The Integrins: A General Overview

  • Jonathan M. Edelman
  • Clayton A. Buck
Conference paper


The integrins are a family of cell surface molecules involved in several important events including cell substratum adhesion, cell-cell adhesion, cell migration, cell differentiation and signal transduction. They include receptors for extracellular matrix molecules such as fibronectin, laminin and collagen (Hynes, 1987; Buck and Horwitz, 1987b; Ruoslahti and Pierschbacher, 1987; Akiyama et al., 1990) as well as receptors that are involved in lymphocyte adhesion to one another and to the vascular endothelium (Springer, 1990; Nakamura et al., 1990; Albelda and Buck, 1990; Elices et al., 1990). Their importance to neural crest cell migration (Bronner-Fraser, 1985; Bronner-Fraser, 1986), gastrulation (Boucaut et al., 1984), and neurogenesis (Reichardt and Tomaselli, 1991) during embryonic development has been well documented. They also appear to function as mediators of signals from the extracellular environment. For example, antibodies that react with integrins can interfere with muscle development (Menko and Boettiger, 1987) as well as stimulate the secretion of proteolytic enzymes (Werb et al., 1989). Integrins also serve as accessory molecules during the stimulation of lymphocytes (Shimizu et al., 1990b; Shimizu et al., 1990a). Finally, they serve as the binding sites for certain pathogenic bacteria and fungi (Leong et al., 1990; Isberg and Leong, 1990; Bullock and Wright, 1987).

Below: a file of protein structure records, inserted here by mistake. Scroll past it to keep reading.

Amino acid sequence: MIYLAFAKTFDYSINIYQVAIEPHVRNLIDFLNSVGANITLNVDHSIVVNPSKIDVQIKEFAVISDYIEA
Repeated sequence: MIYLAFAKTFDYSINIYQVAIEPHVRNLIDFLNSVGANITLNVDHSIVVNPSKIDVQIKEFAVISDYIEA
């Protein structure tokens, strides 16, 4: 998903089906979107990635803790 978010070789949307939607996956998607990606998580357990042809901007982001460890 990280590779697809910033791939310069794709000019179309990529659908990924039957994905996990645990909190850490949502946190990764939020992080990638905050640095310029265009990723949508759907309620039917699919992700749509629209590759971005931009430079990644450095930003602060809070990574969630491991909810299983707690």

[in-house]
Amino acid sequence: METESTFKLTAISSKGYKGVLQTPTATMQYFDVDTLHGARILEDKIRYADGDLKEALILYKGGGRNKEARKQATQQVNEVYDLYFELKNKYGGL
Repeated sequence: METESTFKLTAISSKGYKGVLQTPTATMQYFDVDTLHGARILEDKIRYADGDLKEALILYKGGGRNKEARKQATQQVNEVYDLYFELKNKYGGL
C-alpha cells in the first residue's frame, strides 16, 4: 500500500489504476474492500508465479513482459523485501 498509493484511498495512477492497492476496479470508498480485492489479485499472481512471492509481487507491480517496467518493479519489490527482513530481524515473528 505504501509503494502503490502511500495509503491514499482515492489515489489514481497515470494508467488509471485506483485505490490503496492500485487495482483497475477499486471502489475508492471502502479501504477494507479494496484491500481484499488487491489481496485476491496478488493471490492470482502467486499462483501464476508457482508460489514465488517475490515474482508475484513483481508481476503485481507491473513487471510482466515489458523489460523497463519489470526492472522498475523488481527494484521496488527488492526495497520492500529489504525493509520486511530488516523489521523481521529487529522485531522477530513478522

Bullous Pemphigoid Integrin Expression Integrin Subunit Bordetella Pertussis Extracellular Matrix Molecule 
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© Springer-Verlag New York, Inc. 1992

Authors and Affiliations

  • Jonathan M. Edelman
  • Clayton A. Buck

There are no affiliations available

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